}

 void exit_gps_rpc() {
-    if(amss==A6125)
-        pdsm_client_end_session(_clnt, 0, 2);
+    //if(amss==A6125)
+    //    pdsm_client_end_session(_clnt, 0, 2);
     //5225 doesn't seem to like end_session ?
     //Bah it ends session on itself after 10seconds.
 }

so let's go step by steps on that diff:
First we see that:

+    struct CLIENT *clnt=clnt_create(NULL, 0x3000005B, 0x90380d3d, NULL);
+    struct CLIENT *clnt_atl=clnt_create(NULL, 0x3000001D, 0x51c92bd8, NULL);

This corresponds to some devices nodes:

# ls -l /dev/oncrpc
crw-rw----    1 radio    system    253,   0 Jan  6 16:43 00000000:0
crw-rw----    1 radio    system    253,  11 Jan  6 16:43 30000000:5a10cf88
crw-rw----    1 radio    system    253,   9 Jan  6 16:43 30000002:aa2b1a44
crw-rw----    1 radio    system    253,   4 Jan  6 16:43 30000003:94103dec
crw-rw----    1 radio    system    253,  30 Jan  6 16:43 3000000a:71d1094b
crw-rw----    1 radio    system    253,  28 Jan  6 16:43 3000000e:2bf06595
crw-rw----    1 radio    system    253,  26 Jan  6 16:43 3000000f:46d257e5
crw-rw----    1 radio    system    253,  23 Jan  6 16:43 30000013:e94e8f0c
crw-rw----    1 radio    system    253,  22 Jan  6 16:43 30000014:7cfcd2c6
crw-rw----    1 radio    system    253,  21 Jan  6 16:43 30000016:c713bd79
crw-rw----    1 radio    system    253,  19 Jan  6 16:43 30000019:acb4a896
crw-rw----    1 radio    system    253,  18 Jan  6 16:43 3000001b:97d7b24a
crw-rw----    1 radio    system    253,  12 Jan  6 16:43 3000001d:51c92bd8
crw-rw----    1 radio    system    253,   8 Jan  6 16:43 30000021:f330a24e
crw-rw----    1 radio    system    253,  14 Jan  6 16:43 3000003c:03d4377c
crw-rw----    1 radio    system    253,  29 Jan  6 16:43 30000048:0da5b528
crw-rw----    1 radio    system    253,  17 Jan  6 16:43 30000059:00000000
crw-rw----    1 radio    system    253,  16 Jan  6 16:43 3000005a:00000000
crw-rw----    1 radio    system    253,  13 Jan  6 16:43 3000005b:90380d3d
crw-rw----    1 radio    system    253,   7 Jan  6 16:43 3000005f:95d1d9f5
crw-rw----    1 radio    system    253,   5 Jan  6 16:43 30000060:bcfb5d63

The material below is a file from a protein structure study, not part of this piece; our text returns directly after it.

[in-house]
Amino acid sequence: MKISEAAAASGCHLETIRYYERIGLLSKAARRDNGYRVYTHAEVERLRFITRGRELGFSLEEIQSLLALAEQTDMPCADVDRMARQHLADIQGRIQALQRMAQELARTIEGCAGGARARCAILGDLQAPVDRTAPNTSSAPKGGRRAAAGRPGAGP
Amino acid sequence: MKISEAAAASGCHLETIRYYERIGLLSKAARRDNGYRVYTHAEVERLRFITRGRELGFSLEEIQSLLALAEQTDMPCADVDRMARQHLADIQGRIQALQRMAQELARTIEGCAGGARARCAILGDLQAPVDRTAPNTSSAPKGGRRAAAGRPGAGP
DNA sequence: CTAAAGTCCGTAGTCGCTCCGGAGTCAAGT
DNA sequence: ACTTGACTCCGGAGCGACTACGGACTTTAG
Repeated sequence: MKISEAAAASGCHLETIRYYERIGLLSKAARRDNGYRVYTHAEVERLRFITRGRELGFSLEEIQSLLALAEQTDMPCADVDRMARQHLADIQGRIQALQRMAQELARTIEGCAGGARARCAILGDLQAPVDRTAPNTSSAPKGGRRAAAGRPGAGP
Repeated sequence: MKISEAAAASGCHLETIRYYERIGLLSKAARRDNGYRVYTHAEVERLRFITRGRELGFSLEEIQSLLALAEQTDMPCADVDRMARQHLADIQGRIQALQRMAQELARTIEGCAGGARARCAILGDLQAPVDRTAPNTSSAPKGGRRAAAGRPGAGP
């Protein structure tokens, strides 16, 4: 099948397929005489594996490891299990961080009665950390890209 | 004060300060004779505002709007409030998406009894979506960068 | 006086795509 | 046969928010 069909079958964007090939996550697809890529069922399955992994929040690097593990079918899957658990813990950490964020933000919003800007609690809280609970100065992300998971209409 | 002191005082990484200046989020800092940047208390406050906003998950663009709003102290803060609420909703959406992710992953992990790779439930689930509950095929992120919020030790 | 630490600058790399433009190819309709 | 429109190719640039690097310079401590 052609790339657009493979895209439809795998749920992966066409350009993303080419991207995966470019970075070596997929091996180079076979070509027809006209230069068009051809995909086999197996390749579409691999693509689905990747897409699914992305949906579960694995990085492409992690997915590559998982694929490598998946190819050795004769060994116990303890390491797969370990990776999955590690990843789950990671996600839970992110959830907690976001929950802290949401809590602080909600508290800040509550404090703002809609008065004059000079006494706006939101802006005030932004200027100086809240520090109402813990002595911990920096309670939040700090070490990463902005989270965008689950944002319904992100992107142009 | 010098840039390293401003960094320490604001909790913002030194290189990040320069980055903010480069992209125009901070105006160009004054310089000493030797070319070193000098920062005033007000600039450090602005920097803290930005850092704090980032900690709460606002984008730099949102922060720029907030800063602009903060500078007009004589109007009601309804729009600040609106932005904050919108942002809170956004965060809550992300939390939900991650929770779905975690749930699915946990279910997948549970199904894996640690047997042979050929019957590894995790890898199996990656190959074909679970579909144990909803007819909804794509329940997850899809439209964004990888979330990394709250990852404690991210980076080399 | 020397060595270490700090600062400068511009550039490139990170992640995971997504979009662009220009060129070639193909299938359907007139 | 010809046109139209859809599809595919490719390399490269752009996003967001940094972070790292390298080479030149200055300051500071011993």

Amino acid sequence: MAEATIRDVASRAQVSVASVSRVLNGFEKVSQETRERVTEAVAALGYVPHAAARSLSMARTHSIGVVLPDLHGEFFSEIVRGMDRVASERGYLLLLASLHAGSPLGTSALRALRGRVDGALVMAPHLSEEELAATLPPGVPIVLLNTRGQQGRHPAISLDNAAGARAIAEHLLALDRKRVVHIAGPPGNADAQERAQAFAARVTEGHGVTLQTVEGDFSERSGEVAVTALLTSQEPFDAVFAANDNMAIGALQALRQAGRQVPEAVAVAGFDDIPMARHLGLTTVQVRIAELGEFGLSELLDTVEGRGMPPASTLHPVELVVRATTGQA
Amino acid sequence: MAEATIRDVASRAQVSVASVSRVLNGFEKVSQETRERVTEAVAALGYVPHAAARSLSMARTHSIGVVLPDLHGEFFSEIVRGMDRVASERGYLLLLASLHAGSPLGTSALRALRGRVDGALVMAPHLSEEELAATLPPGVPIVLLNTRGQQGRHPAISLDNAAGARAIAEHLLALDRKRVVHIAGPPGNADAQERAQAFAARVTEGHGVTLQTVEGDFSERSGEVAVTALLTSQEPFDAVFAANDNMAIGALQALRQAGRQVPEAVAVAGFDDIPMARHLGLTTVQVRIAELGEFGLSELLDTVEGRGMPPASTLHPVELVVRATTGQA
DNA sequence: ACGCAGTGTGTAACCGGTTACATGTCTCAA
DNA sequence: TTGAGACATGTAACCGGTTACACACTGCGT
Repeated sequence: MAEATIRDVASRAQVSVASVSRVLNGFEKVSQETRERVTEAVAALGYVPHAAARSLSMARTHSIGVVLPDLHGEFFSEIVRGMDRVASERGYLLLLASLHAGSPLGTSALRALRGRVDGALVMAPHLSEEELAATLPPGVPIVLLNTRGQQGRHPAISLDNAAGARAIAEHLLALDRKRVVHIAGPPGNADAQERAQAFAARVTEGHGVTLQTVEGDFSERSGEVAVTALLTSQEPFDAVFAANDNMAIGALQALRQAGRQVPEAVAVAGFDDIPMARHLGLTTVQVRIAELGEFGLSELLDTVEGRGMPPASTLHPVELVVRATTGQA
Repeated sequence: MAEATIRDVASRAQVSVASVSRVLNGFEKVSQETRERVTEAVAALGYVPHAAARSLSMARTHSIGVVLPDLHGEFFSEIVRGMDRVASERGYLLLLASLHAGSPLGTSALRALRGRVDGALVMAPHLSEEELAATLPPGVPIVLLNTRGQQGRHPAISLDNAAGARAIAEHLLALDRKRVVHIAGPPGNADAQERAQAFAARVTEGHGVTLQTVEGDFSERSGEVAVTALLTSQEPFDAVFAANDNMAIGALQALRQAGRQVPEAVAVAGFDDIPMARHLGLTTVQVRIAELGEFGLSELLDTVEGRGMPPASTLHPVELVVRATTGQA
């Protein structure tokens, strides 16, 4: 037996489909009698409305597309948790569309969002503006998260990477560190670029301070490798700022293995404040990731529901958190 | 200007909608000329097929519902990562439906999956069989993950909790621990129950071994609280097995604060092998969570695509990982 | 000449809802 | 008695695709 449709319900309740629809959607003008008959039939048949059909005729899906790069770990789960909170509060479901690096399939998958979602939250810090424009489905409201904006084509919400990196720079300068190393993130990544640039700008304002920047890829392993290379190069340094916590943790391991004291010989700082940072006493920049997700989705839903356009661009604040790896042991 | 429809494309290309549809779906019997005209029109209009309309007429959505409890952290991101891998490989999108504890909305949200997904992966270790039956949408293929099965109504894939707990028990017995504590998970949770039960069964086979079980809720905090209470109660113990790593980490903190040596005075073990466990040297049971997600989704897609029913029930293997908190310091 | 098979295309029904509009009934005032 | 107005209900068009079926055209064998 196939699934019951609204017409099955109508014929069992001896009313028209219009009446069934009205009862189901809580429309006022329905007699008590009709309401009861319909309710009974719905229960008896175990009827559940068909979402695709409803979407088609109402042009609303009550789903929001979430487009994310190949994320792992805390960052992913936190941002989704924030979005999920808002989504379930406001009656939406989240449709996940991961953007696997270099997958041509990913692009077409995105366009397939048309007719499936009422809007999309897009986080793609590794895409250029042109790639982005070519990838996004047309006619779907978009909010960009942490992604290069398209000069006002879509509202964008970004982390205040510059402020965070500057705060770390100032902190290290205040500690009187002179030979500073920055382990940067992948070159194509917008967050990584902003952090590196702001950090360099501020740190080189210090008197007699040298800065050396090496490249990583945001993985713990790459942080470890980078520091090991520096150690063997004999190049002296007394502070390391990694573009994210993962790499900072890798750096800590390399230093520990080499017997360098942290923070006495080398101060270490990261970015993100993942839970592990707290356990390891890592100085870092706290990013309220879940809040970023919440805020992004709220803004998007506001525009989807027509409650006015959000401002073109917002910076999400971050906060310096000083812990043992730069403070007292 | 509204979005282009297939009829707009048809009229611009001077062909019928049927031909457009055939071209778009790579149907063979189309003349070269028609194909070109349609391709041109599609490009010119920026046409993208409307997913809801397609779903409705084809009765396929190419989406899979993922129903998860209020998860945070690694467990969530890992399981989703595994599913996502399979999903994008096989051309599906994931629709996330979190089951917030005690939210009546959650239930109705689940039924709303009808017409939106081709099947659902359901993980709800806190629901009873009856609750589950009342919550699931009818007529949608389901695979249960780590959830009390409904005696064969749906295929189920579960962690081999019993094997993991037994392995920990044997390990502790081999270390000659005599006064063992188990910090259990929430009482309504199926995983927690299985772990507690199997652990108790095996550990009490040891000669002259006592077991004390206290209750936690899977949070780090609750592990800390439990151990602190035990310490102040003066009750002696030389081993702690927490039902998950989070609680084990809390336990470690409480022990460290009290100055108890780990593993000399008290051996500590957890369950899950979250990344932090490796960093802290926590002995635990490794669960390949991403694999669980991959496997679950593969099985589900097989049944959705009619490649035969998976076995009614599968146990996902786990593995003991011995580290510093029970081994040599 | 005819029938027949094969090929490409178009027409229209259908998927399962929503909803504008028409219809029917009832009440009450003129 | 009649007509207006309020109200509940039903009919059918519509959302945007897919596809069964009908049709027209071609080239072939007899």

crw-rw----    1 radio    system    253,   2 Jan  6 16:43 30000061:fb837d0b
crw-rw----    1 radio    system    253,  31 Jan  6 16:43 30000066:1f4b343e
crw-rw----    1 radio    system    253,  27 Jan  6 16:43 3000006b:0aabc7a4
crw-rw----    1 radio    system    253,  25 Jan  6 16:43 3000006c:00000000
crw-rw----    1 radio    system    253,  20 Jan  6 16:43 30000075:f708938d
crw-rw----    1 radio    system    253,  15 Jan  6 16:43 30000079:00000000
crw-rw----    1 radio    system    253,   1 Jan  6 16:43 30000081:ccc5b439
crw-rw----    1 radio    system    253,  24 Jan  6 16:43 3000fe00:00000000
crw-rw----    1 radio    system    253,  10 Jan  6 16:43 3000fffe:00000000
crw-rw----    1 radio    system    253,   6 Jan  6 16:43 30100001:00000000
crw-rw----    1 radio    system    253,   3 Jan  6 16:43 30100002:00000000

Theses 2 lines should ring a bell:

crw-rw----    1 radio    system    253,  13 Jan  6 16:43 3000005b:90380d3d
crw-rw----    1 radio    system    253,  12 Jan  6 16:43 3000001d:51c92bd8

Next there is that line:

+    for(i=3;i;--i) if(!can_send) sleep(1);//Time out of 5 seconds on can_send

This is the time between 2 requests, if you put it too low it can reboot your phone(it will crashes and reboot)

libloc_api

For adding support for libloc_api you need to modify the BOARD_GPS_LIBRARIES variable

That repository should have newer devices support(like in AOSP) and older too(like rmcc's commits)

testing

cd hardware/libhardware_legacy/tests/gpstest/
mm

gives you a gpstest binary, copy it to the device and run it, it'll tell you if it has a fix

Note on the GPS

Note that messing with GPS can reboot(that is to say your phone crashes and reboots because of that) your phone on certain devices(like the htc dream or the nexus one).

The GPS is attached to the modem on the htc dream and the nexus one.
The only way to request a fix or to activate it is trough a rpc mecanism that is between the modem and the CPU that runs Android.
That RPC mecanism uses shared memory between the modem and the CPU that runs Android.

On the htcdream and the nexusone a serial line is emulated on top of the RPC mecanism: the serial lines can be accesed at /dev/smd0 for the modem(AT commands) and /dev/smd27 for the GPS NMEA.
So compatibility with applications that understand NMEA is garanteed.